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Source link: http://archive.mises.org/6593/say-no-to-the-hideous-light-bulbs/

Say No to the Hideous Light Bulbs

May 4, 2007 by

The environmentalists are pushing hideous looking fluorescent light bulbs of the kind shown here as a way to save electricity and thus reduce the need for power plants and resulting carbon emissions. The bulbs will thus allegedly help to save the planet from global warming and, therefore, the environmentalists argue, everyone should use them instead of the customary, incandescent bulbs.

Australia and Canada have already enacted laws or regulations that will make these bulbs mandatory within a few years. Efforts are underway to do the same thing here in the United States.

In fact, my local power company is currently subsidizing the sale of these bulbs in Southern California supermarkets. Normally, $7.99 apiece, my local power company makes it possible to buy them in packs of three for just $1.

I confess. At that low price my curiosity got the better of me and I bought a pack. I even temporarily installed one of the bulbs in my garage, to see what kind of light it provided.

I concluded that I wouldn’t be comfortable doing any sustained reading under it, simply because the light it gives off doesn’t seem quite right. Otherwise though, the bulb clearly does have some uses, at least in situations in which appearance is not an important consideration. For example, it might be used in commercial storage facilities and locations in business offices given over to holding old files. Homeowners with unfinished garages that display bare studs and flex and perhaps an occasional indelible oil stain on the floor, who regard their garages merely as storage areas and/or workplaces, may find that they too are an appropriate setting for the bulb. In such garages, the bulb doesn’t need to express the owner’s normal aesthetic preferences. It would probably fit in perfectly with such things as steel storage shelves, assorted tools, boxes and crates, old rags, and stray items hanging from hooks and nails banged into a wall.

My question is, though, how could anyone want such a thing in his home, in his living room, bedroom, or dining room, or anywhere else that one is supposed to live rather than change oil or make repairs or, of course, just leave one’s car.

My point here is that to bring these bulbs inside one’s house, as the environmentalists are urging everyone to do, requires that people be prepared to give up the aesthetic qualities of their homes and, in effect, spend their lives living in the equivalent of their garages (or the garages that many others have).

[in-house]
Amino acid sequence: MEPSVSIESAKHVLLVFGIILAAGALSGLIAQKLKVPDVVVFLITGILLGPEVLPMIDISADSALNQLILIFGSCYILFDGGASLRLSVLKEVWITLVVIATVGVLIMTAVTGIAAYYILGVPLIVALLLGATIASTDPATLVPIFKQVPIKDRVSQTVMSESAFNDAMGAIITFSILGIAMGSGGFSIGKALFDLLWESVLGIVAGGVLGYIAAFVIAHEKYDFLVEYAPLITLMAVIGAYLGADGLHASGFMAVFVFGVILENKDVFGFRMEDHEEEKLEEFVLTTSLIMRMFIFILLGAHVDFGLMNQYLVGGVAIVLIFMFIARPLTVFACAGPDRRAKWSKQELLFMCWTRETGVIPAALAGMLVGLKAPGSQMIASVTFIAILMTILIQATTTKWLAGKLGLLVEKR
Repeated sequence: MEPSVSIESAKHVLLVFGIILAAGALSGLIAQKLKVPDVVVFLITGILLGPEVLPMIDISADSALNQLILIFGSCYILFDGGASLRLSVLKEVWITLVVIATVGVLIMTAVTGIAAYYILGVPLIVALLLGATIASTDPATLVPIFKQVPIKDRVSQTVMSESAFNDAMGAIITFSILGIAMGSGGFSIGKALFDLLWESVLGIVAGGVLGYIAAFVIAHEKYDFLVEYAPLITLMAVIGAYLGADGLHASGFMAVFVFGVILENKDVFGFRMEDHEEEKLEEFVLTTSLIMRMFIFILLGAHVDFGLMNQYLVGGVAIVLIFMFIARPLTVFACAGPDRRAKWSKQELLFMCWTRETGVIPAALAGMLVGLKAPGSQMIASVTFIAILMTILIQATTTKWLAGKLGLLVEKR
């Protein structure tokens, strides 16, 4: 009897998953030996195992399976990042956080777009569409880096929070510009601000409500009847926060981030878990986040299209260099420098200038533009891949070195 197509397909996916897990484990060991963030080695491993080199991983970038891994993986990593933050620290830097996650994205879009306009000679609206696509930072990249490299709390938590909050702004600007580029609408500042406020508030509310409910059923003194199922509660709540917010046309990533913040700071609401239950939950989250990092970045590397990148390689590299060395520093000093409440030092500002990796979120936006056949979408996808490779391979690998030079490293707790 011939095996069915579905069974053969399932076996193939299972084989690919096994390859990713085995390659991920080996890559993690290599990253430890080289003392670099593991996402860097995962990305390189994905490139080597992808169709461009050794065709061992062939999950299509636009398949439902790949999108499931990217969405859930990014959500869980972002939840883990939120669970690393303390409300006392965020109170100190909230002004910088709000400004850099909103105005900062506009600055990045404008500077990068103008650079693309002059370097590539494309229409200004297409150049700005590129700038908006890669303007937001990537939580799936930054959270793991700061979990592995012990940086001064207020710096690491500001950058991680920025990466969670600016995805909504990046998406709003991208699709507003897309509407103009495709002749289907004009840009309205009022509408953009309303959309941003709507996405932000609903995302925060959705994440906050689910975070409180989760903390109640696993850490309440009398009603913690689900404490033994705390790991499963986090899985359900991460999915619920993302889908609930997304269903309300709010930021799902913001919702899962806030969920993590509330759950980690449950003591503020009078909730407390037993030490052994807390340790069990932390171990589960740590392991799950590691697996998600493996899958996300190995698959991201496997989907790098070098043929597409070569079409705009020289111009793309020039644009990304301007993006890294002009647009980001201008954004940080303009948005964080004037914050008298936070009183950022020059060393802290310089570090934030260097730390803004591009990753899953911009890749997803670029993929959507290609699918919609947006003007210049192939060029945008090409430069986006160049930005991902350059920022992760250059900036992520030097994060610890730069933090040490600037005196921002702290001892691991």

If you wouldn’t mind an oil stain in the middle of your living room carpet, wall studs visible through gaps in your home’s drywall, steel storage shelves in your bedroom, and tools, boxes, and crates lying here and there—or if this is the way you already live—then these bulbs are for you. You should buy them. Over the years, they’ll save you some money on your electric bills and you won’t need to change them as often as you have to change conventional light bulbs.

But if you don’t want to live in the equivalent of a garage, if the extra cost of living in a normal home is worth it to you, then you should definitely not bring these bulbs into your home. Indeed, you should react with outrage at any suggestion that you should. Because what you’re being asked to do is turn your home into a dump.

The environmentalists want you to turn your home into a dump “for the sake of the planet” by helping to “avoid global warming.” That’s supposed to justify it. Tell them it doesn’t.

They want you to agree to live in a dump, because if they can do that, they will have succeeded in making you define yourself as not worthy of anything better. And once, they’ve accomplished that, they can go on to demand any further sacrifice they may want to impose on you.

Not so long ago, people were being told throughout the length and breadth of the former Soviet Union that they had to live in dumps and sacrifice any hope of material prosperity for themselves because it was necessary to build up the means of production of their socialist society, from which their grandchildren would benefit. And then, when the grandchildren came of age, they in turn were told that they needed to sacrifice for the sake of their grandchildren.

People finally got tired of this orgy of unending sacrifice and overthrew the Communists.

Unfortunately, it hasn’t taken very long for the concept of human sacrifice to revive and come back stronger than ever. The light bulbs are a profoundly important symbolic first step. They are an entering wedge for the environmentalists’ demand that we sacrifice our entire standard of living—variously, for the sake of the “planet,” for the sake of the countries of the Third World, and for the sake of assorted species of animals and plants. And unlike with the Communists, the sacrifice is now presented not as temporary but explicitly as a new, permanent way of life.

So tell them again: No sacrifice. Not for “the planet,” not for the Third World, not for other species. Tell them your life belongs to you and you mean to enjoy it. Tell them that the planet exists for you, not you for the planet, and that you intend to use it for your benefit.

This article is copyright © 2007, by George Reisman. Permission is hereby granted to reproduce and distribute it electronically and in print, other than as part of a book and provided that mention of the author’s web site www.capitalism.net is included. (Email notification is requested.) All other rights reserved. George Reisman is the author of Capitalism: A Treatise on Economics (Ottawa, Illinois: Jameson Books, 1996) and is Pepperdine University Professor Emeritus of Economics.

Thanks to Chad Parish of the Mises Institute for the graphic.


Hadassa May 24, 2007 at 10:24 am

Over the past few years I have bought a variety of these CFL’s. Some are ugly, some give off pathetic light, some burn out quicker than the incandescent variety BUT there are CFL’s that are attractive, efficient and give off good light. My rule of thumb is don’t by the cheapest ones. There’s a reason why they’re so cheap. If we refuse to buy junk the companies will stop producing junk.

Charlie Peters July 10, 2007 at 5:08 am

—– Original Message —–



Sent: Monday, July 09, 2007 4:04 PM

Subject: Re:”Conservation may limit global warming”(LA) Times / February 28, 2007